having been purchased by the master, who had the entire charge and supervision of the convicts, at Rio Janeiro, from a part of the convicts for a certain time; for which he gave them spirits from Rio as well as tea, sugar and tobacco. The prisoners went days and possibly weeks without animal food, which they had bartered to the master for spirits.
Passengers on the ‘General H e w i t t ’ i n c l u d e d In 1819 Captain John Surgeon of the Piper who Almorah and brought with Ocean, Edward h i m a fi n e Foord Bromley thoroughbred g ave ev i d e n c e black horse before a Select n a m e d Committee on the Wellington; and The General Hewitt drawn from conditions on the John Harris, former ‘General Hewitt’. He nature on stone Principal Surgeon attributed the of the 102nd regiment. Captain James sickness and great loss of life on the Wallis and Lieutenant Thomas Thompson ‘General Hewitt’ to the improper treatment both of the 46th regiment also arrived on the of the prisoners on board the ship. At this ‘General Hewitt’ as did architect Francis time the convicts were not under the Greenway (convict); artist Joseph Lycett superintendence of any person belonging to (convict) and 'Gentleman' John Smith government. (convict 2nd voyage).” In 1814 new regulations took place; Master Percy Earl however, when the ‘General Hewitt’ Surgeon Richard Hughes departed England she sailed under the old regulations. He told of the provisions
Joseph Arrives in Sydney On 7 February 1814, Joseph Jennings finally arrived at the Port Jackson Penal Colony in Sydney. Joseph was now aged 33, described on his arrival notes as being 5ft 4ins tall, with a dark complexion and pale hazel eyes. He was listed on the muster (an early form of census) as working as a Fuller at Lane Cove. (A fuller’s job was to clean woven or knitted wool cloth of impurities and make it thicker, a process known as fulling.) Convicts embarking into Port Jackson, circa 1810 Nunn Family History • Page 3 of 75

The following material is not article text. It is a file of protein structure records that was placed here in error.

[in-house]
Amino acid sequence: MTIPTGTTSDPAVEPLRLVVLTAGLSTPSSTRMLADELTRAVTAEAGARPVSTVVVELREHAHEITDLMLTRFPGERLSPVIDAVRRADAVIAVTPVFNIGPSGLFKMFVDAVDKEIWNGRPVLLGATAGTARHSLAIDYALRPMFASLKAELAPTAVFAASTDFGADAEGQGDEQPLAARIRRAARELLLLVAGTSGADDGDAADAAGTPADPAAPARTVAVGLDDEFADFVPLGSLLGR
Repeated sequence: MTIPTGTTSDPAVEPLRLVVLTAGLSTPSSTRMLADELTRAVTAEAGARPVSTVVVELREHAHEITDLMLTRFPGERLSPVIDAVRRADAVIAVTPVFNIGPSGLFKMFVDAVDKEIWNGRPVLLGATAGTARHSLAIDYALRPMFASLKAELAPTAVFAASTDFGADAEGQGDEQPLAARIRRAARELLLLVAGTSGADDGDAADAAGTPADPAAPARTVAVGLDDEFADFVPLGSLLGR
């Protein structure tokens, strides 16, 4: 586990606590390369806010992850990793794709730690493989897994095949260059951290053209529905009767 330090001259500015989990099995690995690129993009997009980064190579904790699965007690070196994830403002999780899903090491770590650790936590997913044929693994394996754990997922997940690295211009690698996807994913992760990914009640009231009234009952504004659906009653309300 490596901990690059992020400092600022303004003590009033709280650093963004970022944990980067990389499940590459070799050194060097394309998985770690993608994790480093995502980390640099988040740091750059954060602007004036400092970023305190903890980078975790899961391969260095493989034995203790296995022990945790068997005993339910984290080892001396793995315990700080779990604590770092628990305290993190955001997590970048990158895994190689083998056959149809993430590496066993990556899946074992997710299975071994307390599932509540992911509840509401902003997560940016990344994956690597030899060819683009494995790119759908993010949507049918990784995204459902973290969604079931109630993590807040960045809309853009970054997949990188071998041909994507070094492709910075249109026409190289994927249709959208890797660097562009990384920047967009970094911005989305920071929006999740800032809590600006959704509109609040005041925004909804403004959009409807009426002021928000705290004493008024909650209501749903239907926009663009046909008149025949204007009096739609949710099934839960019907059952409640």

JOSEPH JENN IN GS Convicts in Sydney
Convicts at the time had a surprising degree of actual freedom, which Joseph appeared to make the
Two events, however, were to bring his old life back in England into sharper focus. In 1827, the Sydney Morning Herald listed the passengers and cargo on the
most of. On 18 November 1815, less than two years after first arriving in Australia, he married Hannah Fearne in St Phillip’s Church, Sydney. Despite our best efforts, we can’t trace any annulment or death record for his first wife, so he might